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Why are more women initiating divorce later in life?

Many Massachusetts readers know that the divorce rate in the United States seems to hover around 50 percent. It would appear that a substantial number of the people getting a divorce are middle-aged. The AARP, Inc. reports that 66 percent of midlife divorces are initiated by women.

More than half of the women who participated in a recent survey said they divorced during midlife because of many years of emotional abuse from their husbands. This type of abuse often manifests through one spouse belittling, criticizing, and insulting the other in order to maintain control over the other partner. The spouse who endures years of emotional abuse often feels inferior and develops low self-esteem.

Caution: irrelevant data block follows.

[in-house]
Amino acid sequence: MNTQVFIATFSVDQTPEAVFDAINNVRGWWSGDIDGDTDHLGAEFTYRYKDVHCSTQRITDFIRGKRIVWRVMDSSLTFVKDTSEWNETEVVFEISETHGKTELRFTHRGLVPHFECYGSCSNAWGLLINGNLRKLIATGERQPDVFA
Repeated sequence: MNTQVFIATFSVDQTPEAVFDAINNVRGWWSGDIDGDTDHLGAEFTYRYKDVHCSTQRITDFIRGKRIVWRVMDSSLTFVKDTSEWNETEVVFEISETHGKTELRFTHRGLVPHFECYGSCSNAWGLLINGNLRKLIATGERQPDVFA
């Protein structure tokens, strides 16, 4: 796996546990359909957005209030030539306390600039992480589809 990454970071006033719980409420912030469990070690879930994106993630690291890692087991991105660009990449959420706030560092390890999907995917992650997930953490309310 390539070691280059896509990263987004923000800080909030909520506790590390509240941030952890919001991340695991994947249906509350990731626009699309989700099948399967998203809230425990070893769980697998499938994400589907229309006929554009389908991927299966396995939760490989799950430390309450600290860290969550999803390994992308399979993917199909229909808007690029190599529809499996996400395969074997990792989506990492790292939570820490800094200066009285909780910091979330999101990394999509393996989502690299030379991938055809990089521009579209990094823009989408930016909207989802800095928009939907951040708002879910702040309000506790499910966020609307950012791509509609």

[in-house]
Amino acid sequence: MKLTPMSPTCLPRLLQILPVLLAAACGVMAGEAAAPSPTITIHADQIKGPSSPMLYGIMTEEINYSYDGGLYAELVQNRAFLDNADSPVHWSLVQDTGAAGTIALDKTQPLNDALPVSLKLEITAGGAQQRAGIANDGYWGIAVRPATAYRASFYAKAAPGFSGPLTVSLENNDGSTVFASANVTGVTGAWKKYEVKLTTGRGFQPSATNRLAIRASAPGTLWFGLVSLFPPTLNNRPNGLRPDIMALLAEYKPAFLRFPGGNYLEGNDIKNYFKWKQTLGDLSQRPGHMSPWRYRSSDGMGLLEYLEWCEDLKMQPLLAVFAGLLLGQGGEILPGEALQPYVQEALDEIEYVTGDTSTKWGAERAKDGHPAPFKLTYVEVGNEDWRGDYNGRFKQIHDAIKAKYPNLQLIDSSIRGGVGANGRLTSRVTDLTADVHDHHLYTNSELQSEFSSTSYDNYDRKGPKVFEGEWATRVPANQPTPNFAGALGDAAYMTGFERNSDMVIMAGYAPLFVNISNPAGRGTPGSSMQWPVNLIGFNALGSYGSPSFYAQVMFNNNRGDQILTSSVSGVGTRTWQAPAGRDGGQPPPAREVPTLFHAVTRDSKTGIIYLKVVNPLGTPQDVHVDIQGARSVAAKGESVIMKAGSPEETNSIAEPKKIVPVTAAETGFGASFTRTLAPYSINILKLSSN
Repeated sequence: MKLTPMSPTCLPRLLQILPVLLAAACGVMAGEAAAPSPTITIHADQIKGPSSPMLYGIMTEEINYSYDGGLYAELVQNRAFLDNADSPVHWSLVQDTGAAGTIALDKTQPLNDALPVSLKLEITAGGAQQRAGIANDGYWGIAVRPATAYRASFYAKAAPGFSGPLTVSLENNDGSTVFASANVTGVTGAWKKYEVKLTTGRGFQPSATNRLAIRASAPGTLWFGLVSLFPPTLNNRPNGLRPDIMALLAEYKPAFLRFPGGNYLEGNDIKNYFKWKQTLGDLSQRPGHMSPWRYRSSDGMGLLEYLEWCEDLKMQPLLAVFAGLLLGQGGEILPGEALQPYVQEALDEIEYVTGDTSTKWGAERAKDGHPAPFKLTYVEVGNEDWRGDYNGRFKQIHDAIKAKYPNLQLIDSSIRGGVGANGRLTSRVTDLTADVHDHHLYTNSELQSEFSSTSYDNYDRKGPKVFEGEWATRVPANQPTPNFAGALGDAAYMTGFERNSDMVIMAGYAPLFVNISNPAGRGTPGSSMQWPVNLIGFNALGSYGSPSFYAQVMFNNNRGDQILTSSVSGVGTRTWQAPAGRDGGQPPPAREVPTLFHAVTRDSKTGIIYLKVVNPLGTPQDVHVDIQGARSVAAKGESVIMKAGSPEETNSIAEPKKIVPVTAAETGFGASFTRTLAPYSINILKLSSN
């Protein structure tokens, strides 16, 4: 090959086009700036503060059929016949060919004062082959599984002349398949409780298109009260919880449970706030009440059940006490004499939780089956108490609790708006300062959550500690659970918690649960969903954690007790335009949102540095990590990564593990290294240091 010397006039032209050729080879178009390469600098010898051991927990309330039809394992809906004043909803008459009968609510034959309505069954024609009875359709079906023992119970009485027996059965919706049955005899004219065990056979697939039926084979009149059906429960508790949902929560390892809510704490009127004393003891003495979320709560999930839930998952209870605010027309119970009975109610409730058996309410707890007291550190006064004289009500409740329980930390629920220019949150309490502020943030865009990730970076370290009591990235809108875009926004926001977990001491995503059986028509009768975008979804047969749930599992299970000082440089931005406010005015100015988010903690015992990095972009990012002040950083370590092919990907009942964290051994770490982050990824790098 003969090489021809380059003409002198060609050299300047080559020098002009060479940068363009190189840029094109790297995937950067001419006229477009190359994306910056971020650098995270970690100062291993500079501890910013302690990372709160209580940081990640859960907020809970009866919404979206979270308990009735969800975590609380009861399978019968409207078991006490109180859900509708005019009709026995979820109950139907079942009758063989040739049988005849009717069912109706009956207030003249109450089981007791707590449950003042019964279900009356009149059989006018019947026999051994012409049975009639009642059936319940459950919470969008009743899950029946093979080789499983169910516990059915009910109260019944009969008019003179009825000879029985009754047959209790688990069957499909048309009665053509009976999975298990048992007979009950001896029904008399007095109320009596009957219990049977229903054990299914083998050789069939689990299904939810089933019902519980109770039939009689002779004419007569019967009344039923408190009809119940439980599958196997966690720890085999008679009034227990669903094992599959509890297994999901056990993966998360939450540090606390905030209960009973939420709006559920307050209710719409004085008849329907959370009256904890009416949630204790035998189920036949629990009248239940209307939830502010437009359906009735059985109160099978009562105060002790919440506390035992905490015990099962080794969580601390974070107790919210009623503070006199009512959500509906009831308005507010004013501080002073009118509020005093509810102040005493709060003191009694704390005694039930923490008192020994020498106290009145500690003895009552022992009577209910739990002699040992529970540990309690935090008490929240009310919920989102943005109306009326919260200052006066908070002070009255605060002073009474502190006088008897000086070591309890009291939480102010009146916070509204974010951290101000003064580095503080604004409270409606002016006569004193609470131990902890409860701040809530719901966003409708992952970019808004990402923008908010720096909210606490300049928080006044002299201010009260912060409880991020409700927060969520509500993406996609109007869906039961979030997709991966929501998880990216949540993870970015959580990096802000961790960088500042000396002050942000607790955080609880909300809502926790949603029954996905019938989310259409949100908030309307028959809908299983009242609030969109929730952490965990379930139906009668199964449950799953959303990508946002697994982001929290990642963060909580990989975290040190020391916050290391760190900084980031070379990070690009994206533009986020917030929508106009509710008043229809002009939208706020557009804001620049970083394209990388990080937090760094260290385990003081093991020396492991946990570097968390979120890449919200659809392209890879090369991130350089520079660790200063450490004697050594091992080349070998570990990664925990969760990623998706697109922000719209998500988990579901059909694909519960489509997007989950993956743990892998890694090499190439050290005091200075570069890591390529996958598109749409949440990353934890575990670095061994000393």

It can be difficult to recognize emotional abuse at the beginning of a marriage since it is often disguised as concern or with a sense of humor. In fact, 70 percent of the women in this survey married because they were in love, which can mask any signs that a partner could be an emotional abuser. This emotional control can go on for many years before the abused spouse starts to reevaluate his or her marriage and takes action. This is often when a divorce is initiated.

It can take a great deal of courage to file for divorce under these circumstances. Anyone in Massachusetts who has been through — or is going through — a divorce knows that, even under the best of circumstances, it is not an easy process. It may benefit anyone leaving this type of marriage to be aware of his or her rights and what he or she is entitled to in a divorce settlement.

Source: The Huffington Post, “The Real Reason Over Half of Women Say They Divorced in Midlife“, Abby Rodman, May 19, 2014


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